As I mentioned before, I’m broadly in favour of the recommendations in the #ICTex report…but that’s not to say I don’t have my worries still.
Until the final phases of the report, I personally felt that the excellence group who were producing the report were surprisingly quiet on the process and their progress. I’d hear of them arriving at a school on a fact finding mission but there was no online presence keeping us up to date on what they were thinking, what examples of practice they were wanting to examine and opening the debate to the wider stakeholder group. Things did improve a little at the end of the process when a draft version of the report was published for comment and the user stories were written on a blog for collaborative input. This was more of the sort of thing I was frankly expecting throughout.
In my opinion, one of the flaws of the development process with the original glow was that too much of it happened behind closed doors. As far as I remember, it was all quite secretive and developed within LTS/RM/SG with only a select few Glow Mentors allowed into the fold. Although Glow has rightly gone on to be heavily and permanently under development since a little while after its initial launch, I seem to remember it was presented very much as the finished product at the time. I really do not think this approach helped last time, and I really hope it doesn’t happen again this time.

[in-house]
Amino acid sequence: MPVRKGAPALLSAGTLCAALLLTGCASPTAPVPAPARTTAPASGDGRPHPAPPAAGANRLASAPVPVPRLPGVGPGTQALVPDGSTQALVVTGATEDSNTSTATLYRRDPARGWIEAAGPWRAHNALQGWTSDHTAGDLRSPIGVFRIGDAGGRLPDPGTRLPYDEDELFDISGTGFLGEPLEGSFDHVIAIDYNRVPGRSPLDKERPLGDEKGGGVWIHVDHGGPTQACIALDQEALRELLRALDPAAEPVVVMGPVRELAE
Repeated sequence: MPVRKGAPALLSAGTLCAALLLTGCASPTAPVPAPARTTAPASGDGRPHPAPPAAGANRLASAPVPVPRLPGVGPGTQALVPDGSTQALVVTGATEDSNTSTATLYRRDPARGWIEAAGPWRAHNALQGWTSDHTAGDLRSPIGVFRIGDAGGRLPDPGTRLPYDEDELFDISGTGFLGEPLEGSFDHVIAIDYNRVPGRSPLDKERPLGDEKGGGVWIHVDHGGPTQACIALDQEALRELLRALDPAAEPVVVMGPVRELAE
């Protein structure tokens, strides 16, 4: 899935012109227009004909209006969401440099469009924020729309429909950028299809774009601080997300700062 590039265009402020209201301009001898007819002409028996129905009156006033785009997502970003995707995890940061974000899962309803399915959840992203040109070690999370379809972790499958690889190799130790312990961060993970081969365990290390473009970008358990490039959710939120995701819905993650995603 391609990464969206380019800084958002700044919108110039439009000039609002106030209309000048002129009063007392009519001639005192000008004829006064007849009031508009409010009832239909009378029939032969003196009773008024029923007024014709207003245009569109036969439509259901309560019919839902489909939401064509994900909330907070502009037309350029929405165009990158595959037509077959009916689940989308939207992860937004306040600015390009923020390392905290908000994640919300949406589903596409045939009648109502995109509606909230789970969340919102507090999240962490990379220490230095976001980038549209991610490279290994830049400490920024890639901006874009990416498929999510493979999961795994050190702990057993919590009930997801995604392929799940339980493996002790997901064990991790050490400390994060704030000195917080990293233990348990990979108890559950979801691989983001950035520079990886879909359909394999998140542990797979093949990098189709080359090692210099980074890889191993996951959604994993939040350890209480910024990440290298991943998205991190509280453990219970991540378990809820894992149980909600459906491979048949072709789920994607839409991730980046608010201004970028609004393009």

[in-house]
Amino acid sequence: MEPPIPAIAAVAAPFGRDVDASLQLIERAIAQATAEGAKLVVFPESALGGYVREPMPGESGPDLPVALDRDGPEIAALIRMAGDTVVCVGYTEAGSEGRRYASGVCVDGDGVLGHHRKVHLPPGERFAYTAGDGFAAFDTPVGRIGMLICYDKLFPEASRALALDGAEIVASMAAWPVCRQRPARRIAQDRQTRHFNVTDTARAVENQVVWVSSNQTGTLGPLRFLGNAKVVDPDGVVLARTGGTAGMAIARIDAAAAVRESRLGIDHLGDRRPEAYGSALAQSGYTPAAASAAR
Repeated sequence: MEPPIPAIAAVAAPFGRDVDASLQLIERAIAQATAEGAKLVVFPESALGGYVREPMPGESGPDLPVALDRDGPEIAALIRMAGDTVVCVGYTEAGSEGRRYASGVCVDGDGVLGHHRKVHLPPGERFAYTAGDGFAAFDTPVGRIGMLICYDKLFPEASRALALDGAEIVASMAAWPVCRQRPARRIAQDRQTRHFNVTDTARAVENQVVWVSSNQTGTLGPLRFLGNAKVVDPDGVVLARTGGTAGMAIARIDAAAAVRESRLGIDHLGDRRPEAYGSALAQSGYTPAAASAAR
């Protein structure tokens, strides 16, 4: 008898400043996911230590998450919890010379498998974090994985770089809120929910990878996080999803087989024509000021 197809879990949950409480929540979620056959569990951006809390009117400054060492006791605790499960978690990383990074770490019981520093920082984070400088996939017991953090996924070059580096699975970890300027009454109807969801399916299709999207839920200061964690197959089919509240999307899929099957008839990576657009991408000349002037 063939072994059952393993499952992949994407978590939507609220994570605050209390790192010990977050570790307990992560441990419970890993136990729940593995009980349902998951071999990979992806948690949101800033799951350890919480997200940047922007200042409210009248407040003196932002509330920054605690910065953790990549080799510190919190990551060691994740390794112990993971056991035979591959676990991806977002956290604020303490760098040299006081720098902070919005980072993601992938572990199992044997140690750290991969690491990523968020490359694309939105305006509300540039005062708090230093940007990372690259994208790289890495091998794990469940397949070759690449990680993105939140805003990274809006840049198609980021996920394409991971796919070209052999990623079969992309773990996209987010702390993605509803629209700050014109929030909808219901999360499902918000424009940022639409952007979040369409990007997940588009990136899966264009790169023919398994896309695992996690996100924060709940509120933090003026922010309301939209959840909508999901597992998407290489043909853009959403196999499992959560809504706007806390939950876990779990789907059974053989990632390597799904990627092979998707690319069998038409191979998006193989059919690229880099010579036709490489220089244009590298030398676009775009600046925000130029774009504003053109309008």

I believe we all need to feel part of this development throughout its implementation. Each stage in the process should be shared online with ample opportunities to feedback. Obviously this can help to develop a better product by having a wider pool of expertise and opinion to draw from, but there’s another reason as well. Even if few new ideas or perspectives are gained from having an open and consultative approach, at the very least we will all feel more like we’ve had an input and that we have some sort of ownership over the product and will therefore want it to succeed. If it is done to us again, we once again will have no stake in its success, no desire to persevere and no willingness to feedback the inevitable bugs in the early days.
After all, this is a service for us, paid for by us…please involve us.